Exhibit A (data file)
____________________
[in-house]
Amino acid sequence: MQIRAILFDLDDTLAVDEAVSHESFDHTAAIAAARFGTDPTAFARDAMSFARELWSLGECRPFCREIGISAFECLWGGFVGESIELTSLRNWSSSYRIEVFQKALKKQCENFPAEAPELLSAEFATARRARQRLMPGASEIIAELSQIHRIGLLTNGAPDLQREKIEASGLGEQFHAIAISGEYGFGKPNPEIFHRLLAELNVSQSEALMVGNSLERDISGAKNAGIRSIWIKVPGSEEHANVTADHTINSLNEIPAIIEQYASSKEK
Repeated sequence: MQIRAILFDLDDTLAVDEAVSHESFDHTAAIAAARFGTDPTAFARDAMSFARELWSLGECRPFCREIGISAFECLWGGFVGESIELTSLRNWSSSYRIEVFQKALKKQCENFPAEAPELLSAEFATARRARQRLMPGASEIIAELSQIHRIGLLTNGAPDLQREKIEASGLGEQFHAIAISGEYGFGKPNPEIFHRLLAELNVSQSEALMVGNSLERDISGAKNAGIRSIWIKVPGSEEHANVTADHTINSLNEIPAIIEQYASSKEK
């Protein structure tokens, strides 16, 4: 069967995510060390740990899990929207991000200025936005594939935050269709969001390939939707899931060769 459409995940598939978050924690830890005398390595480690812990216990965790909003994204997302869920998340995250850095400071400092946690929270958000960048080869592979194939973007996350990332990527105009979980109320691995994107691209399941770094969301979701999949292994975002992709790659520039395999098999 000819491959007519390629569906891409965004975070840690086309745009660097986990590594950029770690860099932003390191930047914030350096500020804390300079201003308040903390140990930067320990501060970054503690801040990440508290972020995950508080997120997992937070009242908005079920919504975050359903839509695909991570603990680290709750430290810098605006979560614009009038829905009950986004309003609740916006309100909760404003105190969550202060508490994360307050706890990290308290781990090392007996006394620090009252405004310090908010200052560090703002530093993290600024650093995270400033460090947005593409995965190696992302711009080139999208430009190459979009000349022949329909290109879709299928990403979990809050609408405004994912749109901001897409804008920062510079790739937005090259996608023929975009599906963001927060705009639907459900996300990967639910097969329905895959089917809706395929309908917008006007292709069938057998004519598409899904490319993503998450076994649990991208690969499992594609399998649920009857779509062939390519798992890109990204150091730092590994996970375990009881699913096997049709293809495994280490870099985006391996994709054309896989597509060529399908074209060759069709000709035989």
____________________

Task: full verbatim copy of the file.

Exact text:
[in-house]
Amino acid sequence: MQIRAILFDLDDTLAVDEAVSHESFDHTAAIAAARFGTDPTAFARDAMSFARELWSLGECRPFCREIGISAFECLWGGFVGESIELTSLRNWSSSYRIEVFQKALKKQCENFPAEAPELLSAEFATARRARQRLMPGASEIIAELSQIHRIGLLTNGAPDLQREKIEASGLGEQFHAIAISGEYGFGKPNPEIFHRLLAELNVSQSEALMVGNSLERDISGAKNAGIRSIWIKVPGSEEHANVTADHTINSLNEIPAIIEQYASSKEK
Repeated sequence: MQIRAILFDLDDTLAVDEAVSHESFDHTAAIAAARFGTDPTAFARDAMSFARELWSLGECRPFCREIGISAFECLWGGFVGESIELTSLRNWSSSYRIEVFQKALKKQCENFPAEAPELLSAEFATARRARQRLMPGASEIIAELSQIHRIGLLTNGAPDLQREKIEASGLGEQFHAIAISGEYGFGKPNPEIFHRLLAELNVSQSEALMVGNSLERDISGAKNAGIRSIWIKVPGSEEHANVTADHTINSLNEIPAIIEQYASSKEK
């Protein structure tokens, strides 16, 4: 069967995510060390740990899990929207991000200025936005594939935050269709969001390939939707899931060769 459409995940598939978050924690830890005398390595480690812990216990965790909003994204997302869920998340995250850095400071400092946690929270958000960048080869592979194939973007996350990332990527105009979980109320691995994107691209399941770094969301979701999949292994975002992709790659520039395999098999 000819491959007519390629569906891409965004975070840690086309745009660097986990590594950029770690860099932003390191930047914030350096500020804390300079201003308040903390140990930067320990501060970054503690801040990440508290972020995950508080997120997992937070009242908005079920919504975050359903839509695909991570603990680290709750430290810098605006979560614009009038829905009950986004309003609740916006309100909760404003105190969550202060508490994360307050706890990290308290781990090392007996006394620090009252405004310090908010200052560090703002530093993290600024650093995270400033460090947005593409995965190696992302711009080139999208430009190459979009000349022949329909290109879709299928990403979990809050609408405004994912749109901001897409804008920062510079790739937005090259996608023929975009599906963001927060705009639907459900996300990967639910097969329905895959089917809706395929309908917008006007292709069938057998004519598409899904490319993503998450076994649990991208690969499992594609399998649920009857779509062939390519798992890109990204150091730092590994996970375990009881699913096997049709293809495994280490870099985006391996994709054309896989597509060529399908074209060759069709000709035989």